2018 LEGISLATIVE SESSION
The Rhode Island General Assembly began its 2018 session on Tuesday, January 2.
In addresses delivered to their respective chambers on Tuesday, January 2, Senate President Dominick Ruggerio and House Speaker Nicholas Mattiello provided some insight into those top issues which are expected to dominate discussion and debate during the 2018 session: the PawSox, the budget deficit, and marijuana legislation. Another key issue that we expect to come up is legislation surrounding sports betting and, just recently, gun control legislation.
The PawSox: The debate on whether Rhode Island should build a new stadium for the Pawtucket Red Sox garnered much attention at the beginning of the session. Speaker Mattiello has consistently been very skeptical about any deal. The Senate passed a stadium financing bill out of committee on Tuesday, January 16, but the Speaker has made it clear that he does not believe that there is widespread public support. The Senate has taken the view so far that this is something that is good for RI in the long run.
The Budget: There is a looming $204 million deficit that lawmakers will have to deal with this session. While the current economy is the strongest economy RI has seen at least in the past 10 years (with unprecedented job growth), we still are in a bad budget year. Budget deficits are not unusual, but nevertheless still call for difficult decisions. While it is uncertain what is on the line, neither chamber wants to see a repeat of last sessionÕs ending with a budget impasse.
Marijuana: Prior to the start of the session, U.S. Attorney General Jeff Sessions rescinded President ObamaÕs directive that eased federal enforcement on marijuana, putting a federal crackdown on dispensaries on the table. Article 17 from the GovernorÕs budget legislation (H 7200) would expand the number of compassion centers from three to fifteen and would also consolidate the registration and oversight of caregivers and authorized purchasers under the Department of Business Regulation. There seems to be a sense of nervousness and caution around the legalization of marijuana debate. The legislature has set up a Special Legislative Commission to Study the Effects of Legalizing Marijuana to look at the pros and cons and will report back to the General Assembly in May.
School Rebuilding: Governor RaimondoÕs school-building reconstruction proposal is a hot topic at the top of this sessionÕs agenda. The task force committee assigned to look at the stateÕs crumbling schools has recommended $500M in bond financing for public school construction and repair over the next 10 years, with the first bonds of $250M to be proposed to voters in a referendum in 2018.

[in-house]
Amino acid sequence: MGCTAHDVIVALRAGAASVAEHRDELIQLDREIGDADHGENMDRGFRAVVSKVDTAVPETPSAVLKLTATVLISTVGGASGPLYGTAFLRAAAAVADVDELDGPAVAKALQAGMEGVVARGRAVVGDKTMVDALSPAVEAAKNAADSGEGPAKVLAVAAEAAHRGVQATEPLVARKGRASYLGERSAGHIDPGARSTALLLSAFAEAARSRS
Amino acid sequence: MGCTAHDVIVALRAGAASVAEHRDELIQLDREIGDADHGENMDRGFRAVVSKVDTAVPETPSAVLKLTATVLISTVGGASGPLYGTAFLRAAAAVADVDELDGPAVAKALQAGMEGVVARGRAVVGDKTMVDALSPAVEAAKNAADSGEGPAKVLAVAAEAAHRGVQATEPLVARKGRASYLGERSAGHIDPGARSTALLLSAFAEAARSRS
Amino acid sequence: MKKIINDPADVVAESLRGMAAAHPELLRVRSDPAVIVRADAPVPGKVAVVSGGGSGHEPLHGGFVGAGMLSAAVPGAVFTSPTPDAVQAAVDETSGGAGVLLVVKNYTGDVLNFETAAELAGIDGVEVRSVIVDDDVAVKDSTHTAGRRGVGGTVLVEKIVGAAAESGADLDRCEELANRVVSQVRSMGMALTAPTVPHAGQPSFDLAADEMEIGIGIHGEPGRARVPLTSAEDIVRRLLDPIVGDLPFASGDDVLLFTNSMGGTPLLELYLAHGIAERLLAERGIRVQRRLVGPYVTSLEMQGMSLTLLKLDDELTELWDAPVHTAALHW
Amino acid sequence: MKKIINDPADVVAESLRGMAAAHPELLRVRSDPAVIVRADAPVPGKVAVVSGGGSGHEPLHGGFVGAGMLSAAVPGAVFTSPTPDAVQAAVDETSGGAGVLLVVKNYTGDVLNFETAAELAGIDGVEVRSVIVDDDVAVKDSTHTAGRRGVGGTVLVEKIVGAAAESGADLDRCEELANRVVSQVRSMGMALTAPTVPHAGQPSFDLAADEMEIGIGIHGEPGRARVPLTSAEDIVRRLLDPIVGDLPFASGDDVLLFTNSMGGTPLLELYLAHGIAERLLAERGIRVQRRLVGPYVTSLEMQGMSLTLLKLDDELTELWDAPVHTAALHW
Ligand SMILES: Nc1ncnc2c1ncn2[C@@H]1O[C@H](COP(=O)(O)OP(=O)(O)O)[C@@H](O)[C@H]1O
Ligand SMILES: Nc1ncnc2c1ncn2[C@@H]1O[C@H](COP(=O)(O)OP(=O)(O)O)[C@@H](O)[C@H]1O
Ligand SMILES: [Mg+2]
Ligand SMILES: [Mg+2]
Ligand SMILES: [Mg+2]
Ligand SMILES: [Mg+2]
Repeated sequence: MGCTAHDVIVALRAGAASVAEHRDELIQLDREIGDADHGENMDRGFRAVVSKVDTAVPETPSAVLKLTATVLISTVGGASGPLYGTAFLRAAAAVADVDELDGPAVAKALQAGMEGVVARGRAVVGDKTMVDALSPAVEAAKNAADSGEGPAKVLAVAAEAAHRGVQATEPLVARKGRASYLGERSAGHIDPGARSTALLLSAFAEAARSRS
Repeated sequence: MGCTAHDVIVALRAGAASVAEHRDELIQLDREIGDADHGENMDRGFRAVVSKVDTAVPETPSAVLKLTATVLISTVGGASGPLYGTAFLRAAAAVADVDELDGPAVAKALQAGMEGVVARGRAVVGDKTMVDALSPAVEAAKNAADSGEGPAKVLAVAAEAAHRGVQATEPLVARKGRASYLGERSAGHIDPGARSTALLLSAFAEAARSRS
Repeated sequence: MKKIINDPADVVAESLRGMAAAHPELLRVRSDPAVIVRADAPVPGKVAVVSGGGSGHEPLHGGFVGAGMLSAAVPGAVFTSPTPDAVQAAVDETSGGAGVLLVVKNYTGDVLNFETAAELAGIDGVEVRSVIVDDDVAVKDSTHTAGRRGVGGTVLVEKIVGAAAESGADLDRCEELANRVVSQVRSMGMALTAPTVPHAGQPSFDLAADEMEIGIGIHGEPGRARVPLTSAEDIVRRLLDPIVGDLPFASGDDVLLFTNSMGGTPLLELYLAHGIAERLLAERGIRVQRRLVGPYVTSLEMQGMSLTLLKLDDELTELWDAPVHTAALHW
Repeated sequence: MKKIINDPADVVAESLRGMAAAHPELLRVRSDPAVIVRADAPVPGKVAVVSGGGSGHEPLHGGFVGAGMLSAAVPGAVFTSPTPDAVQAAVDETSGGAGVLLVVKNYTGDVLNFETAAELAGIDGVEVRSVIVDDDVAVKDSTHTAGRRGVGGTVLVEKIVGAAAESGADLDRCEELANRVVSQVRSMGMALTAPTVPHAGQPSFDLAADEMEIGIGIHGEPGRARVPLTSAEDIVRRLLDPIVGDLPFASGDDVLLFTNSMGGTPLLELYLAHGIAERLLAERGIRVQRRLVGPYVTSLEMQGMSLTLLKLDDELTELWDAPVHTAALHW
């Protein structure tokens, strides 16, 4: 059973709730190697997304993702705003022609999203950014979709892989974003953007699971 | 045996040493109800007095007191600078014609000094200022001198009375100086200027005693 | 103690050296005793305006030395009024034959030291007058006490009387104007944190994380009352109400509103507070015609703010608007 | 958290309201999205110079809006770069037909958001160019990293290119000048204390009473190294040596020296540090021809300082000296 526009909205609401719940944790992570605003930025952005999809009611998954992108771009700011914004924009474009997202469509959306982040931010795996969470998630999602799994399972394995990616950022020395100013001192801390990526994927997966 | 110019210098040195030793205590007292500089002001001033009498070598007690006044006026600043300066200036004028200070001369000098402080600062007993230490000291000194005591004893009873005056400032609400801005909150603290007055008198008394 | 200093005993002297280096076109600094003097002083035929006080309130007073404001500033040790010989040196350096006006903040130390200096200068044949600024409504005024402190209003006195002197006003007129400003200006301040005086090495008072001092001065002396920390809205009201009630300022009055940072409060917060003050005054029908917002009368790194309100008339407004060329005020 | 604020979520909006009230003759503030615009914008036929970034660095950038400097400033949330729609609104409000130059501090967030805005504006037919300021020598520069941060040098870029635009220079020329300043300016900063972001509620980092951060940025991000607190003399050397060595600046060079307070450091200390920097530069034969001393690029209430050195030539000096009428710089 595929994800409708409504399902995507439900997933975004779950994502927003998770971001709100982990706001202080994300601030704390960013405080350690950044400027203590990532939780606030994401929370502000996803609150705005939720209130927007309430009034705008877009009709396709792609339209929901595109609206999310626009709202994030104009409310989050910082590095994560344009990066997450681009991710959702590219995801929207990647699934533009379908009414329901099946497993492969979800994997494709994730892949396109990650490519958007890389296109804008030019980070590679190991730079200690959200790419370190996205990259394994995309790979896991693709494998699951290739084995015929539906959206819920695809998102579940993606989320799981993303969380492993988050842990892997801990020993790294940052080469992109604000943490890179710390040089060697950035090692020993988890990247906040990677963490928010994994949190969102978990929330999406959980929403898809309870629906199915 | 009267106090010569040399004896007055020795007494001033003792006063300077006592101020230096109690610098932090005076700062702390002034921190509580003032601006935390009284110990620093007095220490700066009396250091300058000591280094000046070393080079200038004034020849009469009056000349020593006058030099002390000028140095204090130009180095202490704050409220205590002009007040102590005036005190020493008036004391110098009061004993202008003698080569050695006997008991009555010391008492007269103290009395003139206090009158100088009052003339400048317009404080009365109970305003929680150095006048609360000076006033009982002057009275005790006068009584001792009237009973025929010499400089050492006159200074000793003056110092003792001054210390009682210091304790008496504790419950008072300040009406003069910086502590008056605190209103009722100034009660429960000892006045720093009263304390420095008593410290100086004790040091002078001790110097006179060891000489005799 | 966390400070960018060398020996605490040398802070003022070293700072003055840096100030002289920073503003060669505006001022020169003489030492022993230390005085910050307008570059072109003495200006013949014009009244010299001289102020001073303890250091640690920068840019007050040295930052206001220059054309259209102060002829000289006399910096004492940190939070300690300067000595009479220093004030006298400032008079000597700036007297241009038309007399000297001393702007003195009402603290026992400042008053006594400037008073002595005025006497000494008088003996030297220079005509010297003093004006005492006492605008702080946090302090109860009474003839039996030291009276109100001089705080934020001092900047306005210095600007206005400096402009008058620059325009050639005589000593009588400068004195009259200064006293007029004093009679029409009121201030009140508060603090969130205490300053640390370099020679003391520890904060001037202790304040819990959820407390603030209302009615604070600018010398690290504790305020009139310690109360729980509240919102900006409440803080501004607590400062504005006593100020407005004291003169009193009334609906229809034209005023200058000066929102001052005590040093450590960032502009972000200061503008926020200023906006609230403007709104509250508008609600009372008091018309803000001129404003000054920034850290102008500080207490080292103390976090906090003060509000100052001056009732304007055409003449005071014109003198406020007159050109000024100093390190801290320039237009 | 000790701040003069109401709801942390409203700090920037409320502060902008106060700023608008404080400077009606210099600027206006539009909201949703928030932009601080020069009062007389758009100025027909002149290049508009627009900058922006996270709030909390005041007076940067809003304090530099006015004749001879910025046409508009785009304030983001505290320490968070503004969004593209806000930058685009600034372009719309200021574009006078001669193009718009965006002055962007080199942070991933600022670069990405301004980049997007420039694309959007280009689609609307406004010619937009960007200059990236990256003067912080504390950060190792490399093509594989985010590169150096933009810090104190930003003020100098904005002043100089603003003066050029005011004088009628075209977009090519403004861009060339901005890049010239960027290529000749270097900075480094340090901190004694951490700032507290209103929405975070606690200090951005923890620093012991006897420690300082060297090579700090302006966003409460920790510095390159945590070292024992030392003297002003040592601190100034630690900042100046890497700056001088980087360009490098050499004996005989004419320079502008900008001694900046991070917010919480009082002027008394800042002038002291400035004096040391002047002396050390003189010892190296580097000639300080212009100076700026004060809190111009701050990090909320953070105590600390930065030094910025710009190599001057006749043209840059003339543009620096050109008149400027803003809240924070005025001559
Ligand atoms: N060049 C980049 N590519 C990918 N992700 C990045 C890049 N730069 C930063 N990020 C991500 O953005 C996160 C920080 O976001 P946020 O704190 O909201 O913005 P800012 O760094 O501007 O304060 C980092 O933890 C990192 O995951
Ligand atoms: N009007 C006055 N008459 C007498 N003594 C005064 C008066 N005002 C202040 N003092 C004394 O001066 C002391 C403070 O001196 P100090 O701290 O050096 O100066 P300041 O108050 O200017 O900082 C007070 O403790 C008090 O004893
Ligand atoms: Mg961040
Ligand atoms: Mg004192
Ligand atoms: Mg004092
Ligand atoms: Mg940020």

Elections: The 2018 session began with thirty-eight (38) members of the Senate; however, currently stands at thirty-six (36). That is because former (District 8) State Senator James Doyle and former (District 21) State Senator Nicholas D. Kettle have both resigned their seats to deal with personal issues. An election for the District 8 Senate seat will be held on Tuesday, April 3 with Democratic Pawtucket City Councilwoman Sandra Cano expected to win. District 21 will vote for a new senator in the November general election. In the meantime, the District 21 Senate seat will remain vacant as Kettle resigned after the special election deadline, February 2.
The GovernorÕs race has heated up well ahead of the 2018 November election. Republican Cranston Mayor Allan Fung and Republican State Representative Patricia Morgan, who is the House minority leader, are both running on the Republican ticket while President TrumpÕs 2016 Rhode Island campaign chairman, Joe Trillo, plans to run as an independent. Most recently, former RI Secretary of State Matt Brown has thrown his name into the race, and also plans to run as an independent.
Stay tuned for future updates on legislation and other topics of relevant importance during the 2018 Assembly session. No matter the issue, the Pannone Lopes Devereaux & OÕGara Government Relations team is at the State House every day on behalf of its government relations clients.
PLDO has extensive experience as a legislative advocate for clients in the private and public sectors. Our experience and deep understanding of our clients' operations and the issues facing them enables us to communicate effectively to legislators and state agencies. For more information about PLDO's government relations capabilities and services, please contact our firm at (401) 824-5100.
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